“Coming into MALS-26 to fill a staff NCO billet was a big challenge,” Gonzalez said. “But, I knew I wouldn’t have been recommended for it if I wasn’t ready.”
Gonzalez proved he was up for the job, easily passing every other squadron in 2nd Marine Aircraft Wing with his first year results. Gonzalez’ contributions to the squadron have been priceless, Sgt. Maj. Leroy Williams, MALS-26’s sergeant major.
“He is a sergeant of Marines, not just a CRS,” Williams said. “He does his job with passion and reflects every virtue the command hopes to instill in all of our Marines. He keeps me sharp if I let a package sit on my desk too long and I know it’s just because he cares so much. I am just proud to death of him.”
The family atmosphere shared by the Patriots was an important part of Gonzalez’ success, he said.
“Each section is basically a small family and when everybody comes together, the squadron is top rate in every category,” Gonzalez said. “Our sergeant major has this amazing power over Marines, he can see a Marine having a bad day and make them smile. The commanding officer regularly sends out squadron emails acknowledging individual Marines who have done good things, and that’s something I’ve never seen before. The executive officer works and plays right alongside Marines from every section so they really get a chance to see that he is a Patriot, just like the rest of us.
“The family atmosphere they have created here just makes my job so much easier because Marines want to stay here, and I’m happy to help them do that,” Gonzalez said.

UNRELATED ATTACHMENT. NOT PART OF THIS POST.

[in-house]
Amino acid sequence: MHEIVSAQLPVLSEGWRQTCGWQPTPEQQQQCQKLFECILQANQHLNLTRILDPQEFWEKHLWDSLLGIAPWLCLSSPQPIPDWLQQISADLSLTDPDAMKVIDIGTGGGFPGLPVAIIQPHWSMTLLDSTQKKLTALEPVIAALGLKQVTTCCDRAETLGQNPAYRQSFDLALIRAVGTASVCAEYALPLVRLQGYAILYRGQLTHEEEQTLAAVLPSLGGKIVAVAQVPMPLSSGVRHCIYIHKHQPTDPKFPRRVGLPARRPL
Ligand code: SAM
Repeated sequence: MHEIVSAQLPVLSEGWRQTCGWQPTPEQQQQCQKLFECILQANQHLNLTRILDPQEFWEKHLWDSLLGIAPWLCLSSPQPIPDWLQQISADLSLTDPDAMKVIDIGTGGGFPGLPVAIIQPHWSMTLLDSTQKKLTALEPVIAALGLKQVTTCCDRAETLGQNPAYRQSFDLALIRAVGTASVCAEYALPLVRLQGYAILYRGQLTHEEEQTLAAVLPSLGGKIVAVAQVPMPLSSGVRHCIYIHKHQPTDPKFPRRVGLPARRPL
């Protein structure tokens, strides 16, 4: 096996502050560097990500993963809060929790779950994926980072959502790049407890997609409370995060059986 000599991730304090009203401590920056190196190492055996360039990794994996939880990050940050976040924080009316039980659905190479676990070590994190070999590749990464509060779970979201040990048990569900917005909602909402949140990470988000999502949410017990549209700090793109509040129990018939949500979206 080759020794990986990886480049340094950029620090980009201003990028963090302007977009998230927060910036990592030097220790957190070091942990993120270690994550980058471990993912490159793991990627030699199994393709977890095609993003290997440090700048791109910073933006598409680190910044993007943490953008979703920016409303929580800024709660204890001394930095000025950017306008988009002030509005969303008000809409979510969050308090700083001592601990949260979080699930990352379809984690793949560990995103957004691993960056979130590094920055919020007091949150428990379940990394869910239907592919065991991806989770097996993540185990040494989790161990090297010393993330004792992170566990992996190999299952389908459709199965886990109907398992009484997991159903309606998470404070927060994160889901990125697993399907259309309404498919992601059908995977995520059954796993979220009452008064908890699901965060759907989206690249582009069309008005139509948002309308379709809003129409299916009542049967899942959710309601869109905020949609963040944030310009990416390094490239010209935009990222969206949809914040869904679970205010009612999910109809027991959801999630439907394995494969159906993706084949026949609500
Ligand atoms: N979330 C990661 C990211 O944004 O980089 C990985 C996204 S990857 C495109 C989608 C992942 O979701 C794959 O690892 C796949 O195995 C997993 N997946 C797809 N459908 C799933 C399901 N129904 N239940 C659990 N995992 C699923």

Recognizing Gonzalez’ contributions to the squadron was important because many Marines don’t stop to think about the impact a good CRS can have, said Lt. Col. Carmine J. Borrelli, the squadron’s commanding officer.
“Retention is an important issue, not only to the Marine Corps but to individual squadrons like ours,” Borrelli said. “The retention Sgt. Gonzalez has produced not only means he is preserving valuable expertise in the squadron, he is also indirectly contributing to the record-breaking aircraft readiness enjoyed by (Marine Aircraft Group 26).”
Tackling a mission with passion and personality is just another day at the office for Gonzalez. Mission accomplishment may have included recognition and reward for him this time, but Gonzalez said the most important part of his job is helping Marines.
“Helping the people I work with is where I draw my motivation,” Gonzalez said. “If I was destined to help my squadron and the Marine Corps in this way, then so be it. Personally and professionally, it doesn’t get any better than this.”